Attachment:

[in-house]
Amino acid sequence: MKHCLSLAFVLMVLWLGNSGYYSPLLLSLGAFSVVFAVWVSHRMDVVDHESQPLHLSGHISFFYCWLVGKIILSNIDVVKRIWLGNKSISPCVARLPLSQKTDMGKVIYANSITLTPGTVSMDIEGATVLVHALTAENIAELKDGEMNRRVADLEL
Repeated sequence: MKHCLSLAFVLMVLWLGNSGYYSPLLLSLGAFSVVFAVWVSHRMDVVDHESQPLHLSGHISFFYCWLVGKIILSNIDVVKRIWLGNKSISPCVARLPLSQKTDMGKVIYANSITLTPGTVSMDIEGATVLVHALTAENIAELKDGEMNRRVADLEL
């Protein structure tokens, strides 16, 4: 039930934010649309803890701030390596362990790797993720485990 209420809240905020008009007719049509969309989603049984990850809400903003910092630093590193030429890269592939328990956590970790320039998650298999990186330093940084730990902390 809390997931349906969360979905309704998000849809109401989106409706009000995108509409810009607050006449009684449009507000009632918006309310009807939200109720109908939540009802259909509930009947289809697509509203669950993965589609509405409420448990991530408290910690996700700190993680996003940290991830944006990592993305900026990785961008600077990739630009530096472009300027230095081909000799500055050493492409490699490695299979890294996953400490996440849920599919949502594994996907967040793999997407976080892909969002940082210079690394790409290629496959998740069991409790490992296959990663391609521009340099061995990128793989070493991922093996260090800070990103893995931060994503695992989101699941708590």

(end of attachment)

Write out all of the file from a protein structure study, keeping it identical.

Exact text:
[in-house]
Amino acid sequence: MKHCLSLAFVLMVLWLGNSGYYSPLLLSLGAFSVVFAVWVSHRMDVVDHESQPLHLSGHISFFYCWLVGKIILSNIDVVKRIWLGNKSISPCVARLPLSQKTDMGKVIYANSITLTPGTVSMDIEGATVLVHALTAENIAELKDGEMNRRVADLEL
Repeated sequence: MKHCLSLAFVLMVLWLGNSGYYSPLLLSLGAFSVVFAVWVSHRMDVVDHESQPLHLSGHISFFYCWLVGKIILSNIDVVKRIWLGNKSISPCVARLPLSQKTDMGKVIYANSITLTPGTVSMDIEGATVLVHALTAENIAELKDGEMNRRVADLEL
């Protein structure tokens, strides 16, 4: 039930934010649309803890701030390596362990790797993720485990 209420809240905020008009007719049509969309989603049984990850809400903003910092630093590193030429890269592939328990956590970790320039998650298999990186330093940084730990902390 809390997931349906969360979905309704998000849809109401989106409706009000995108509409810009607050006449009684449009507000009632918006309310009807939200109720109908939540009802259909509930009947289809697509509203669950993965589609509405409420448990991530408290910690996700700190993680996003940290991830944006990592993305900026990785961008600077990739630009530096472009300027230095081909000799500055050493492409490699490695299979890294996953400490996440849920599919949502594994996907967040793999997407976080892909969002940082210079690394790409290629496959998740069991409790490992296959990663391609521009340099061995990128793989070493991922093996260090800070990103893995931060994503695992989101699941708590």